From Cat
Gross appearance of feline keratitis. In this case, caused by feline herpes virus, white plaques partially cover portions of the cornea. Neovascularization also is present (image courtesy of Dr. U. Dietrich).

Keratitis is an inflammatory corneal disease characterised as either ulcerative and nonulcerative in type. Both types are relatively common in cats. In the cat, both superficial and and deep vessels may only be apparent once they are within the cornea. and careful observation is necessary to determine the level of vascularisation.

Chemosis (swelling or oedema of the eyelids) is often dramatic because of the loose nature of the feline conjunctiva. Corneal pigmentation as a response to insult is rare incats, except for changes in limbal pigment which are sometimes a feature of perinatal problems and eosinophilic keratitis due to feline herpes viral infection[1][2][3].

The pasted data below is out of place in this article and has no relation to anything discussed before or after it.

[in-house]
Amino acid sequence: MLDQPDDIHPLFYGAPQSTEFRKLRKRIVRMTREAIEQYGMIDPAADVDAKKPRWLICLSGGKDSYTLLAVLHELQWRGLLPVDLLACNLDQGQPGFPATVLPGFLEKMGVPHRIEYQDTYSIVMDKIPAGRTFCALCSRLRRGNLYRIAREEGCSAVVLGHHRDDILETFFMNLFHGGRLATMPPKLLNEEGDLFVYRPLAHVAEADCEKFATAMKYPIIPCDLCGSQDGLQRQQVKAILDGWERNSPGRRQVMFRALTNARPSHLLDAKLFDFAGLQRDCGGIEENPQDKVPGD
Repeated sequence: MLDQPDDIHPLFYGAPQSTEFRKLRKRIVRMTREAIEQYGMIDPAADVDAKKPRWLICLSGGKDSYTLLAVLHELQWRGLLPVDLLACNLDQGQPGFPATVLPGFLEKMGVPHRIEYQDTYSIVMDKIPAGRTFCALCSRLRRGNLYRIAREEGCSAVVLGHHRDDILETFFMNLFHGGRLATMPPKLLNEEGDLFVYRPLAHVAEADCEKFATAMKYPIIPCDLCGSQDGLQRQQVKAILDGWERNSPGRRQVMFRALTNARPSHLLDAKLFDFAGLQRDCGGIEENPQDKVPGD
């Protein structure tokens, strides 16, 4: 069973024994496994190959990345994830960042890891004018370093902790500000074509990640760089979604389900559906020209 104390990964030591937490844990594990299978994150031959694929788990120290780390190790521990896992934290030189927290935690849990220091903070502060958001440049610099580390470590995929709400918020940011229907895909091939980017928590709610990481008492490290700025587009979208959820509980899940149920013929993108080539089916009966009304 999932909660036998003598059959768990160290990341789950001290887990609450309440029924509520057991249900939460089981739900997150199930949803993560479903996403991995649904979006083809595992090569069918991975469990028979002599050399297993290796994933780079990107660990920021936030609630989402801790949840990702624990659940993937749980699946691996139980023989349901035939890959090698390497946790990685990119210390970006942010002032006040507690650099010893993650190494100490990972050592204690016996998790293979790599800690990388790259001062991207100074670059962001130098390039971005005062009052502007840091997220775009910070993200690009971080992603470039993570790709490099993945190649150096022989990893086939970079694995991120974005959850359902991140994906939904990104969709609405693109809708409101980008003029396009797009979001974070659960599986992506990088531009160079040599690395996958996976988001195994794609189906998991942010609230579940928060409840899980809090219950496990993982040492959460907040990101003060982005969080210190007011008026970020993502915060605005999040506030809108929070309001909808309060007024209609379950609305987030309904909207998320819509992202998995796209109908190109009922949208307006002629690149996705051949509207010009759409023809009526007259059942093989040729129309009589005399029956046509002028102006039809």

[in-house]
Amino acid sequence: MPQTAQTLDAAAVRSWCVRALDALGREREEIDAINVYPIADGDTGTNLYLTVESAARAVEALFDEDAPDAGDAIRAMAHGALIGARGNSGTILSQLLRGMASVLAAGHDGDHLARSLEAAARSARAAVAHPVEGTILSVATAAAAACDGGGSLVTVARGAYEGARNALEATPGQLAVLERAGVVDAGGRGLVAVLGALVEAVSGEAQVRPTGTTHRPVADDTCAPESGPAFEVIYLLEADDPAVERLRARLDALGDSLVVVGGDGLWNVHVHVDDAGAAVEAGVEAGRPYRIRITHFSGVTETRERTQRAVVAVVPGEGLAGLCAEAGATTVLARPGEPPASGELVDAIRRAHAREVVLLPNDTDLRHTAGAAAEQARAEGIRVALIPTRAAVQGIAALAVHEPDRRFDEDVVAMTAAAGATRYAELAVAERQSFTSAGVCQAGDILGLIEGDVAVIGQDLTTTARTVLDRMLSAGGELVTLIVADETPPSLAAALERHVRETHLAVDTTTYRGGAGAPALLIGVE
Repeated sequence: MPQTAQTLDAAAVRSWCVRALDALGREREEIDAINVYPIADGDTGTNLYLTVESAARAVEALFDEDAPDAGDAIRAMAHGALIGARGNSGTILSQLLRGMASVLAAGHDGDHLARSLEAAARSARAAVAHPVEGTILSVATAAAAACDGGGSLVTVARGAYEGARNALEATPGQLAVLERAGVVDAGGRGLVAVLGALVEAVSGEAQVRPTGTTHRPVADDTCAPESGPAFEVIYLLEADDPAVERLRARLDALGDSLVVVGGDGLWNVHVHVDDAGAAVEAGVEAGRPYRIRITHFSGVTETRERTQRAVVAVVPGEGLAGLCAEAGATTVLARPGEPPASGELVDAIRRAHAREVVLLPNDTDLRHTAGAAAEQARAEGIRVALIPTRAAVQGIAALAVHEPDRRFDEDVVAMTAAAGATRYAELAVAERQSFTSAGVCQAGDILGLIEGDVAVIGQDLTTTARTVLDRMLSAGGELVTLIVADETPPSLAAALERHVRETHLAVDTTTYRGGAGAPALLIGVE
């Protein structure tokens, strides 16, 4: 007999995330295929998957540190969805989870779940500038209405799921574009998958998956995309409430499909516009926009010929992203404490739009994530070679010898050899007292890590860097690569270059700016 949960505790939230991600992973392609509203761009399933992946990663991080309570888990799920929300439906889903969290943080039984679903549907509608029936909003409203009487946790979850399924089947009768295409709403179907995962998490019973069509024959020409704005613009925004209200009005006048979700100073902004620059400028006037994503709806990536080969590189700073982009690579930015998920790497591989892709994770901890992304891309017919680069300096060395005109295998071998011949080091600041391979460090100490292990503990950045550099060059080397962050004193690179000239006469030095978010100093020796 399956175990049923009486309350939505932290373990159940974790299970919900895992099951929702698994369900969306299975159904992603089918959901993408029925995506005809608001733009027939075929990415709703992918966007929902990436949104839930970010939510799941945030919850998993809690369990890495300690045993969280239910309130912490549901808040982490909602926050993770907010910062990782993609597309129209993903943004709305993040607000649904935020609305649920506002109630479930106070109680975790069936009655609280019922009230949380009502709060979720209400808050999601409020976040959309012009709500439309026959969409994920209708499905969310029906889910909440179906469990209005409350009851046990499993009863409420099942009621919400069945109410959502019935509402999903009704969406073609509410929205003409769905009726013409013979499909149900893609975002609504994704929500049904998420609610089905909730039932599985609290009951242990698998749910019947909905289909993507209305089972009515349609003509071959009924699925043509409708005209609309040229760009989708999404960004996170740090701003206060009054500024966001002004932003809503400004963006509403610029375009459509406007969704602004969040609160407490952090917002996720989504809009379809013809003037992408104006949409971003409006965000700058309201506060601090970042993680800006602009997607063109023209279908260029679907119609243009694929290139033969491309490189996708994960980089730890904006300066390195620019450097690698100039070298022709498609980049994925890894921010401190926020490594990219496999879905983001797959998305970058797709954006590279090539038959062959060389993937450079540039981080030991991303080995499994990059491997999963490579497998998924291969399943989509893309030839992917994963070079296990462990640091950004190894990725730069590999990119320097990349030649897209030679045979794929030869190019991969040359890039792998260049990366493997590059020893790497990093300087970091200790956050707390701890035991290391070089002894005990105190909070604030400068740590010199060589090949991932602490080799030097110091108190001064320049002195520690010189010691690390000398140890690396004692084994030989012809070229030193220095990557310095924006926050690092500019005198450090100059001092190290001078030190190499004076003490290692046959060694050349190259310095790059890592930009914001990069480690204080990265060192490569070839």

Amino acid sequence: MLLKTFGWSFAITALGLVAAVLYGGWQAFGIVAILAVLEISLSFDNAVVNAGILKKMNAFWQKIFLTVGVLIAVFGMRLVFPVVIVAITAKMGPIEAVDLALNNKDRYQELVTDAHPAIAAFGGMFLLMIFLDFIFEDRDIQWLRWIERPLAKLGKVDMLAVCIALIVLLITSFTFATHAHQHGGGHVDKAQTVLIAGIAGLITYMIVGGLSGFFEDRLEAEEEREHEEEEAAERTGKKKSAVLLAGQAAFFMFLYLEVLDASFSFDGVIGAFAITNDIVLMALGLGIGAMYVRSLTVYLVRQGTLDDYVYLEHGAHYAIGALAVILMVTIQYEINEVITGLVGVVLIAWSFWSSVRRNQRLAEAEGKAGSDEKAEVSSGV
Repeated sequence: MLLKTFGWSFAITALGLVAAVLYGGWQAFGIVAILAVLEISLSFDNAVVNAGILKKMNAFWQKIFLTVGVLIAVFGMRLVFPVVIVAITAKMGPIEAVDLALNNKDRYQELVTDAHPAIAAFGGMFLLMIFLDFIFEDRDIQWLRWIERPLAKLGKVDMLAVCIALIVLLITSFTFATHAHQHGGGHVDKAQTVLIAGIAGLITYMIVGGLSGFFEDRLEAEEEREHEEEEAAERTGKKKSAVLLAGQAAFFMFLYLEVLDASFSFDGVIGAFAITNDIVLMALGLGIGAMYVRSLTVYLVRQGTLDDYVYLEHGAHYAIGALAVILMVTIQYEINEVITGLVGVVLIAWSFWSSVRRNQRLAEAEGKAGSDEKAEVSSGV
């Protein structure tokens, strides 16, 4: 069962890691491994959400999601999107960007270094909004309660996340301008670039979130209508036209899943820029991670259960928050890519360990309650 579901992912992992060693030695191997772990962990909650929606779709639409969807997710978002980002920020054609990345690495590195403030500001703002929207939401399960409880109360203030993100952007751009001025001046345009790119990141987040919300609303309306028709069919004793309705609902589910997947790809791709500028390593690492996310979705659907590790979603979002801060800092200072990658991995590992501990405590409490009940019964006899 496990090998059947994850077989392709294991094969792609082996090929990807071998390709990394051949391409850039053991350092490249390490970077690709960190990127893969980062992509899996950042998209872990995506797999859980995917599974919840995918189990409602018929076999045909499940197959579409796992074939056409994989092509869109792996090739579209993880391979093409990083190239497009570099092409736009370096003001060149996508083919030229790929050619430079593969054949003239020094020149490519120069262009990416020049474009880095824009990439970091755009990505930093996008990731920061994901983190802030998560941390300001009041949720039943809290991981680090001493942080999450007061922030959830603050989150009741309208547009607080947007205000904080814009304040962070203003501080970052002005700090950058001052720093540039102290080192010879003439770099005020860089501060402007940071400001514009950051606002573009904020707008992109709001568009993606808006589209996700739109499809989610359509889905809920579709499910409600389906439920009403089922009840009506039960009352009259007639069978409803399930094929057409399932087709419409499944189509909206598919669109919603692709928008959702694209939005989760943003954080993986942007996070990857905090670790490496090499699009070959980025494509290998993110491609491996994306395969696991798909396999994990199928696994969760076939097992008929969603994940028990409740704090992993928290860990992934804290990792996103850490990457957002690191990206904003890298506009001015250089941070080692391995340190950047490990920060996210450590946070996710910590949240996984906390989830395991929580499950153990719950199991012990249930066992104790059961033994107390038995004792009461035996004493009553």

Proliferative (eosinophilic) keratoconjunctivits and sequestrum formation[4] are both relatively common feline problems without a canine equivalent[5]


  1. Morgan RV, Abrams KL, Kern TJ. (1996) Feline eosinophilic keratitis; A retrospective study of 54 cases (1989-1994). Vet Comp Ophthalmol 6:131-134]
  2. Larocca RD. Eosinophilic conjunctivitis, herpes virus and mast cell tumor of the third eyelid in a cat. Vet Ophthalmol 2000;3:221-225
  3. Keil SM, Olivero DK, McKeever PJ, Moore FM. (1997) Bilateral nodular eosinophilic granulomatous inflammation of the nictitating membrane of a cat. Vet Comp Ophthalmol 7:258-262.
  4. Morgan RV. (1994) Feline corneal sequestration: A retrospective study of 42 cases (1987-1991). J Am Anim Hosp Assoc 30:24-28.
  5. Barnett, KC & Crispin, SM (2002) Feline Ophthalmology: An atlas & text. Saunders, USA